A new adventure in the dead of winter; a chance to create in the shadow of death; a beginning from an ending – I call this a semicolon moment, a moment when life could have ended, but instead only paused and continued. It’s not my first such moment. Hopefully, it won’t be my last.
As most know, Project Semicolon is a mental health and suicide prevention organization, created in 2013 by Amy Bleuel, that gained national momentum in 2015 when people started getting tattoos of semicolons on their bodies and posting them on social media. According to the Project Semicolon website, the project name is derived from the idea that “an author uses a semicolon when he could have ended a sentence but chose not to. The author is you, and the sentence is your life.” Although the meaning behind the semicolon tattoo is suicide prevention and mental health awareness, the semicolon has also taken on a symbolic meaning for people who chose to begin again, to not end their sentence, due to an array of reasons not limited to mental health.
That, definitely, describes my situation right now. Having recently lived through a ruptured brain aneurysm and then landing in a brand-new life, i.e. the editor of a new, never-before-done online newspaper, is the last of many stops, starts, pauses, question marks, exclamation points and, yes, semicolons, in my life. I’ve gone through two marriages and divorces; given birth to and raised two beautiful children; put myself through college; built a career and supported my family as a single mother and — buried my beautiful daughter, Abby Hoge, when she was 15 years old, seven years ago. The fact that I lived through Abby’s death, is more miraculous than living through the ruptured brain aneurysm. As long as I live, I will never “get over” her death, but by force of time and love and faith, I am getting through it.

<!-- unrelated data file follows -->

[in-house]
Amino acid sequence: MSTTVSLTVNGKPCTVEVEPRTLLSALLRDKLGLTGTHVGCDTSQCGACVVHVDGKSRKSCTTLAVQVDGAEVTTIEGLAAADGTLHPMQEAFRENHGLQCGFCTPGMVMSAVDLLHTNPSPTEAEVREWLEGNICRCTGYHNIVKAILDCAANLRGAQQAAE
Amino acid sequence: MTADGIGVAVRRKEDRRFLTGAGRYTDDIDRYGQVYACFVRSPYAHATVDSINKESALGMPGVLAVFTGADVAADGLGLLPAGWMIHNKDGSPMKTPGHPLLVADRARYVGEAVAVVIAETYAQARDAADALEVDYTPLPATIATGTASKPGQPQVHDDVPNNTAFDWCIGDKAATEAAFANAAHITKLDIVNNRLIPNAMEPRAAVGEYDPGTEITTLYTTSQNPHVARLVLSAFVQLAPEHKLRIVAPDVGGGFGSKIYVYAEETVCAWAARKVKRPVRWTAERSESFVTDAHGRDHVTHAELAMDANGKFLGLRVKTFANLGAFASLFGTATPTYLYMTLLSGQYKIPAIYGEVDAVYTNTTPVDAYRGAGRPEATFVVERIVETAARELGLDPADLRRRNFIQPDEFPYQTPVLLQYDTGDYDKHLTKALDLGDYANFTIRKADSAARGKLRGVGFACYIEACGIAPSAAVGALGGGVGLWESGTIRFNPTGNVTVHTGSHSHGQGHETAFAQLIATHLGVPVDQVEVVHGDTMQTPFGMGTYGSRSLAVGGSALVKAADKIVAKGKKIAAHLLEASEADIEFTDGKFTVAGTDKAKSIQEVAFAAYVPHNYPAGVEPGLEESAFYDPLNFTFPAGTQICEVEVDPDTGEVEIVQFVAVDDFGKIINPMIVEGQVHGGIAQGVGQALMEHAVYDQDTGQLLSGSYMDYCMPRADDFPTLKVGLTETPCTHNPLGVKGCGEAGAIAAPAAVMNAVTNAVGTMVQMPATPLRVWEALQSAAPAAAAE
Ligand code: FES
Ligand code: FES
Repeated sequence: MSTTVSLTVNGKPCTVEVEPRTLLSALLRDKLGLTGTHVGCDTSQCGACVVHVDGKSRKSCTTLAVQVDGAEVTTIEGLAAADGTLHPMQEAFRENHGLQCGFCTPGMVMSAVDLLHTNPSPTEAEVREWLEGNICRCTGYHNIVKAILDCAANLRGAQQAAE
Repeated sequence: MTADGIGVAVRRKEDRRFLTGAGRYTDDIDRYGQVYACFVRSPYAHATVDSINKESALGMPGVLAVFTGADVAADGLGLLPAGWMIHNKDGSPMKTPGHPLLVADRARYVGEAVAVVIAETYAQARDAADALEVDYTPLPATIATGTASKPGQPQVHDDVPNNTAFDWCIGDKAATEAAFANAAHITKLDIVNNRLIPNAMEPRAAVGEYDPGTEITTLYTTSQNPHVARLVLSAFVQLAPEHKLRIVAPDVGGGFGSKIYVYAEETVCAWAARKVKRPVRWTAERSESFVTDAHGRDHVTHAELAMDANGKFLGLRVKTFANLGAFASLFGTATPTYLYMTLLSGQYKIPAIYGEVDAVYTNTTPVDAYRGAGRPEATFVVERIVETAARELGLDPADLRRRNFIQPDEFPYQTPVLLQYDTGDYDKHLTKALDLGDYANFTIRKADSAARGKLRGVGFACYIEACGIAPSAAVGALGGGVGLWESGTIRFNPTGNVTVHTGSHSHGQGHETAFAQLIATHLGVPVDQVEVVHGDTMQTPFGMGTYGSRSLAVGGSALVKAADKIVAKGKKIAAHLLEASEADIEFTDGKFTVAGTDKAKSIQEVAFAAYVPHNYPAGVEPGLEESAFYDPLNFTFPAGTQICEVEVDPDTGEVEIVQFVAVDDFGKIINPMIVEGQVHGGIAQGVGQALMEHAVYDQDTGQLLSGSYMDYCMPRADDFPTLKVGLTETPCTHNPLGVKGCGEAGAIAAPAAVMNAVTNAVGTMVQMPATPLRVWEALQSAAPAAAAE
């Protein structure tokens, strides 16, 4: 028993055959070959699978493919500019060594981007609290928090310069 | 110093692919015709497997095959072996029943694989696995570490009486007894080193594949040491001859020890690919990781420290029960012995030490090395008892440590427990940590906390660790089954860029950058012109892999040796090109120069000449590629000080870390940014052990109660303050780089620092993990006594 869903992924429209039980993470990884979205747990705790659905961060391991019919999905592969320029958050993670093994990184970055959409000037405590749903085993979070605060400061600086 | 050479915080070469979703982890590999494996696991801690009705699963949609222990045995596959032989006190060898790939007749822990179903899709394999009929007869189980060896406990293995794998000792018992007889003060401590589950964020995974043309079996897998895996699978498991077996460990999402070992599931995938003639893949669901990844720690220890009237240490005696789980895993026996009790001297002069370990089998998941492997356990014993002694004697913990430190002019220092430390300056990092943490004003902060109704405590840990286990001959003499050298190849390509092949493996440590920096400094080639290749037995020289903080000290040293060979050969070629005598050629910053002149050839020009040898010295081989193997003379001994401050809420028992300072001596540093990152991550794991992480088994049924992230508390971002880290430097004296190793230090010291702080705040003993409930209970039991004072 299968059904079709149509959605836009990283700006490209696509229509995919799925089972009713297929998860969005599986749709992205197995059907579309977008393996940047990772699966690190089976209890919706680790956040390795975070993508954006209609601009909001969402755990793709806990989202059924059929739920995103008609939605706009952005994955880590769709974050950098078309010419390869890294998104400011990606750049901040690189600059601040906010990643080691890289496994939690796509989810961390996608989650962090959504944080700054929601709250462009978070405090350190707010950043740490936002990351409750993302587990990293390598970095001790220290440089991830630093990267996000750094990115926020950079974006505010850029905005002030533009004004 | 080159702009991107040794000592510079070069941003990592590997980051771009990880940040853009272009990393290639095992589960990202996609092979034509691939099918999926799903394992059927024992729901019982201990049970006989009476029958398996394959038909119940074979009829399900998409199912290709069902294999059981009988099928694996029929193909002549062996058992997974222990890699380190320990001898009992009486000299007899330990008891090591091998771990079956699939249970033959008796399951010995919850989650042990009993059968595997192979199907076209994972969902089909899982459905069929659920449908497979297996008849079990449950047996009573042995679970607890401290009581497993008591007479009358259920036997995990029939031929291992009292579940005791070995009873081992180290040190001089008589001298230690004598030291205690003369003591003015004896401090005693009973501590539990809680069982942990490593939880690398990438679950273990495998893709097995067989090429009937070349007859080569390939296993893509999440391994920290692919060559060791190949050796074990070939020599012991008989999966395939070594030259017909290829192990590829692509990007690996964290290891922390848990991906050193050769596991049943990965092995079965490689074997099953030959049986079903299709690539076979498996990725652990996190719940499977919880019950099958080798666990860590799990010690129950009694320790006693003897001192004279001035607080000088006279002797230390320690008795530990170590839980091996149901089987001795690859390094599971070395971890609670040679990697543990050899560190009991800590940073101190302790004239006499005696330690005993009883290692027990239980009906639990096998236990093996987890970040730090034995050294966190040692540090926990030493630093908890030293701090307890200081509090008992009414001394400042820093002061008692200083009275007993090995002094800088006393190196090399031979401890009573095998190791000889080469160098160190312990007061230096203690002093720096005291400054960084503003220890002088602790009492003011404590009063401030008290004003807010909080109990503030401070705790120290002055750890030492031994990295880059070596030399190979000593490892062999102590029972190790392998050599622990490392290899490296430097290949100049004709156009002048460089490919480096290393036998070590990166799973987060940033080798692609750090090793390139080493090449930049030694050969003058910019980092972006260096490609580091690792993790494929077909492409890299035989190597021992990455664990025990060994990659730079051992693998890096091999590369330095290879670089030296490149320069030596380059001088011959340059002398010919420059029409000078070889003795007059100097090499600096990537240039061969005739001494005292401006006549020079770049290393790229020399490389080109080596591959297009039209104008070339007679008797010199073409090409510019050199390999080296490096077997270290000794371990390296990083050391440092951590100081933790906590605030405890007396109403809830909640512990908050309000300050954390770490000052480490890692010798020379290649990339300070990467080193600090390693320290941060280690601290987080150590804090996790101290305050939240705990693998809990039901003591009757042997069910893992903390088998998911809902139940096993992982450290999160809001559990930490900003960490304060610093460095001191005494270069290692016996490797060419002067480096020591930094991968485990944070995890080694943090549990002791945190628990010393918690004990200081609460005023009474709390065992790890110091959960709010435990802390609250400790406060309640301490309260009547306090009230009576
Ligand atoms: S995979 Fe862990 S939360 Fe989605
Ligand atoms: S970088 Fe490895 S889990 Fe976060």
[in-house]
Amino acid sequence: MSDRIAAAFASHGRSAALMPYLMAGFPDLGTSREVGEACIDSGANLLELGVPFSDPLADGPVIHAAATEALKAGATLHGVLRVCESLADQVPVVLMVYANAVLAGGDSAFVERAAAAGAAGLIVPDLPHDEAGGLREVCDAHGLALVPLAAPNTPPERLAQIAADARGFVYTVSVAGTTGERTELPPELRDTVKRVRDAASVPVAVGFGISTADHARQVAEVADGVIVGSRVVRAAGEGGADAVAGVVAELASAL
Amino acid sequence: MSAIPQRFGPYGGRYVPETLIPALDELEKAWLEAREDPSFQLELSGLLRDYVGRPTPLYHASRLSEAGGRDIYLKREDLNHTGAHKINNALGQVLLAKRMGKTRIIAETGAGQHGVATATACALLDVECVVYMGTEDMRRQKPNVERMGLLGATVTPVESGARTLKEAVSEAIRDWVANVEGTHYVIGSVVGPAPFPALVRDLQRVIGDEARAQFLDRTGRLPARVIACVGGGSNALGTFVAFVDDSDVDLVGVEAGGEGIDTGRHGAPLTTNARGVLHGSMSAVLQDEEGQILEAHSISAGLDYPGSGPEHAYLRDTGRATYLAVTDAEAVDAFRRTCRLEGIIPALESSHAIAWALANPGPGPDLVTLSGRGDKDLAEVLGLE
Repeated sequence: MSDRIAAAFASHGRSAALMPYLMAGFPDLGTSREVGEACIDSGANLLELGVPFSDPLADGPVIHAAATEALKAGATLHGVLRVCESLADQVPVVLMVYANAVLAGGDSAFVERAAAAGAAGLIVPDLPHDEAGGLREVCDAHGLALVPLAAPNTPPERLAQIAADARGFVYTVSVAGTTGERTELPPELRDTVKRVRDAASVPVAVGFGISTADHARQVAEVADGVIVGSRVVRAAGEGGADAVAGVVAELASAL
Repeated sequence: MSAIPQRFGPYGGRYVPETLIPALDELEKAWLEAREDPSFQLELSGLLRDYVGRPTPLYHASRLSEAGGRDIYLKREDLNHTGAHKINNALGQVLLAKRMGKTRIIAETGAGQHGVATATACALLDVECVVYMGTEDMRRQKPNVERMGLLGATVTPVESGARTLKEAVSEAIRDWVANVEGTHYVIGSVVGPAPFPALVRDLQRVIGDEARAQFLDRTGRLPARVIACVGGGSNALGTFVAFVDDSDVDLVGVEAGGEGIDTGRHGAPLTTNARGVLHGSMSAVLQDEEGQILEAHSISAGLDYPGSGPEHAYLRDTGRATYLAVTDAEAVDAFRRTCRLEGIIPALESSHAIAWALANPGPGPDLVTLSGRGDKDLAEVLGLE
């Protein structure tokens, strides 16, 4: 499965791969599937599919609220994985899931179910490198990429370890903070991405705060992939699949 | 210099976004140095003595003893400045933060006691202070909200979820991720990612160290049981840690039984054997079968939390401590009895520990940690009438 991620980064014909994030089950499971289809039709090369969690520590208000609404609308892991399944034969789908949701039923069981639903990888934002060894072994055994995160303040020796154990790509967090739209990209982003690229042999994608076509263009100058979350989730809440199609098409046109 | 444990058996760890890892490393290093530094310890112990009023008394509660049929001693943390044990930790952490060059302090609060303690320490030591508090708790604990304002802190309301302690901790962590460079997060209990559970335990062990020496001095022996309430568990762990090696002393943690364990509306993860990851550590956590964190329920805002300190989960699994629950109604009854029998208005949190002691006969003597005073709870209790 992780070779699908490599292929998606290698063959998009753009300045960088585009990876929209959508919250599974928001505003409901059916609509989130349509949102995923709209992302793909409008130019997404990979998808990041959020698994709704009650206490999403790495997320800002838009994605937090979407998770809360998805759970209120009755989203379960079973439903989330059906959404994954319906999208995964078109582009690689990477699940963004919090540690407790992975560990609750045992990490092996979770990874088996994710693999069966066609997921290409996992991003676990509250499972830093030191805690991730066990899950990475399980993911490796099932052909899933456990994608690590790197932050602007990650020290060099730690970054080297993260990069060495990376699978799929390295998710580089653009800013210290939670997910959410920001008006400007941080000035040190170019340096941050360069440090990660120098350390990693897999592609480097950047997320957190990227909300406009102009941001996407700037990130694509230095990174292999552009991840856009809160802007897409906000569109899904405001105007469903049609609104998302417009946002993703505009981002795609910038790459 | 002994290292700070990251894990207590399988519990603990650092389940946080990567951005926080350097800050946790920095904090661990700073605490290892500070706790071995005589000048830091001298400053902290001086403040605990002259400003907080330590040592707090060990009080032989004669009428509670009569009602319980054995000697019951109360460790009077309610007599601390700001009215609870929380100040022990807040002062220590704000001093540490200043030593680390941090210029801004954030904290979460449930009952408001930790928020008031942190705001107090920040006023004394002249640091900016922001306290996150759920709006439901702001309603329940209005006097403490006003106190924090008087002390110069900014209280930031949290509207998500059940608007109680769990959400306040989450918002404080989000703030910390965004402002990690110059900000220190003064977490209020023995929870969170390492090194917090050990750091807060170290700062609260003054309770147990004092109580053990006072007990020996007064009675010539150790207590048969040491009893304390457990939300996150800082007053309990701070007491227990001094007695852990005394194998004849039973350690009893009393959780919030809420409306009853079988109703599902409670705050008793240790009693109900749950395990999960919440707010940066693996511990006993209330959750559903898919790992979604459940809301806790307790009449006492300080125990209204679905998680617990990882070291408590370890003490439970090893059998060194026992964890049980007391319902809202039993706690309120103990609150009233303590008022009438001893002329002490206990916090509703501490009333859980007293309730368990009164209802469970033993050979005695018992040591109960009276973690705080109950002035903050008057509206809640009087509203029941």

If I were a person with tattoos, I would have semi-colons all the way up my arm, as well as a few exclamation marks, a couple WTF’s, (I guess they would be expressed as question marks), several ellipses (often used in informal writing to express a pause, or a moment of unknowing). I’ve had lots of those. There would be a few hyphens, used to highlight a certain portion of a sentence, maybe, even a few quotation marks. Luckily for me, there wouldn’t be any periods yet. Come to think of it, that would be a pretty cool collection of tattoos – it would be art in itself. The punctuation could tell quite a story without any words, like a mysterious psychological road map to an unknown destination.
I guess that’s what art is, in part, anyway. It’s a way to convey thoughts, ideas, emotions, without directly saying, this is what I think, this is how I feel, etc.
So, I begin again with two capable hands, an open heart and a healthy mind. I begin again, with a new/old career — a new joy and an old sorrow. It was a pause, not an ending…